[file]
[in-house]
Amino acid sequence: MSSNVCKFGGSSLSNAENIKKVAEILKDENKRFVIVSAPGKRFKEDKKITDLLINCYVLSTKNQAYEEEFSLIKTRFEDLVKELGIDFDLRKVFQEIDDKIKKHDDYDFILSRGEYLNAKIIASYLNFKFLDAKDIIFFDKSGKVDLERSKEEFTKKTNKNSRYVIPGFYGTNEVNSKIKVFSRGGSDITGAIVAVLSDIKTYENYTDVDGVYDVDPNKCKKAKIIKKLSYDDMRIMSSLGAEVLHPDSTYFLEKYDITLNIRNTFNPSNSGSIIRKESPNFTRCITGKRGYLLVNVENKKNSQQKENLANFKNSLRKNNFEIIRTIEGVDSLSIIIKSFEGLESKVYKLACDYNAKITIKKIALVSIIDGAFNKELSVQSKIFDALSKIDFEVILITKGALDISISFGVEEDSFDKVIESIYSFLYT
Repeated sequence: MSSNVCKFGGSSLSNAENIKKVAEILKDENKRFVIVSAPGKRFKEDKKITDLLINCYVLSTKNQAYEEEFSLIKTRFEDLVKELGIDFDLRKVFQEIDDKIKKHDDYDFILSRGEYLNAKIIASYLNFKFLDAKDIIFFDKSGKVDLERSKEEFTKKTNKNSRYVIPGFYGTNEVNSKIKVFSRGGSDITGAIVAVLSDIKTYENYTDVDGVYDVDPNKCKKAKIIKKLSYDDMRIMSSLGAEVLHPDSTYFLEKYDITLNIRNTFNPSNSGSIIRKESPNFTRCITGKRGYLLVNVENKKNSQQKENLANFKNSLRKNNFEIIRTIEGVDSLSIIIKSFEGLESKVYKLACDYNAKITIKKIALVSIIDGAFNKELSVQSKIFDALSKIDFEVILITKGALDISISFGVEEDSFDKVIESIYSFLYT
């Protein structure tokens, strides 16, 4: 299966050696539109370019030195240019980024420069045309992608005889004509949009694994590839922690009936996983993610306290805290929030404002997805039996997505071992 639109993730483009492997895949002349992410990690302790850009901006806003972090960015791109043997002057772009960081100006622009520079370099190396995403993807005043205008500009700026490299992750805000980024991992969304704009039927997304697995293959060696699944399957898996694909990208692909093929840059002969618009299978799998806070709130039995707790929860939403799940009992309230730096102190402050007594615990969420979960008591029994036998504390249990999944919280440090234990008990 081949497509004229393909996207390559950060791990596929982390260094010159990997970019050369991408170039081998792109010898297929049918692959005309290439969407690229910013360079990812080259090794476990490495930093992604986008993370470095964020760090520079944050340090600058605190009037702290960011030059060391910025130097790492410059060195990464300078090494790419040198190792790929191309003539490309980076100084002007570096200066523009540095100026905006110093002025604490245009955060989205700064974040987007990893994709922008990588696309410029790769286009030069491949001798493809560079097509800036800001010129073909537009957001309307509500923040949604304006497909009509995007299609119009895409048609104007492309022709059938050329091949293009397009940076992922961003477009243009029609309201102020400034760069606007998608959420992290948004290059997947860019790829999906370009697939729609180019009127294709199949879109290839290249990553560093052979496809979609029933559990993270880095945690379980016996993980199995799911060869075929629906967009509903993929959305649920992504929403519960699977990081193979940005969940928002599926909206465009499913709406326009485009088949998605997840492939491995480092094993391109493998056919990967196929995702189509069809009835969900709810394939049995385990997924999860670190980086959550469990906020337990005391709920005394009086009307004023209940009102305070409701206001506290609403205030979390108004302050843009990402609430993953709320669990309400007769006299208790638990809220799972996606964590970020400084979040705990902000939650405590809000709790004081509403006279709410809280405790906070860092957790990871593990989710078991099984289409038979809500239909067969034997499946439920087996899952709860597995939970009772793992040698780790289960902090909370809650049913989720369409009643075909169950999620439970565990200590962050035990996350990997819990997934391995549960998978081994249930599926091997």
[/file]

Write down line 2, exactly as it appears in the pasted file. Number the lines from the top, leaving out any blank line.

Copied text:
Amino acid sequence: MSSNVCKFGGSSLSNAENIKKVAEILKDENKRFVIVSAPGKRFKEDKKITDLLINCYVLSTKNQAYEEEFSLIKTRFEDLVKELGIDFDLRKVFQEIDDKIKKHDDYDFILSRGEYLNAKIIASYLNFKFLDAKDIIFFDKSGKVDLERSKEEFTKKTNKNSRYVIPGFYGTNEVNSKIKVFSRGGSDITGAIVAVLSDIKTYENYTDVDGVYDVDPNKCKKAKIIKKLSYDDMRIMSSLGAEVLHPDSTYFLEKYDITLNIRNTFNPSNSGSIIRKESPNFTRCITGKRGYLLVNVENKKNSQQKENLANFKNSLRKNNFEIIRTIEGVDSLSIIIKSFEGLESKVYKLACDYNAKITIKKIALVSIIDGAFNKELSVQSKIFDALSKIDFEVILITKGALDISISFGVEEDSFDKVIESIYSFLYT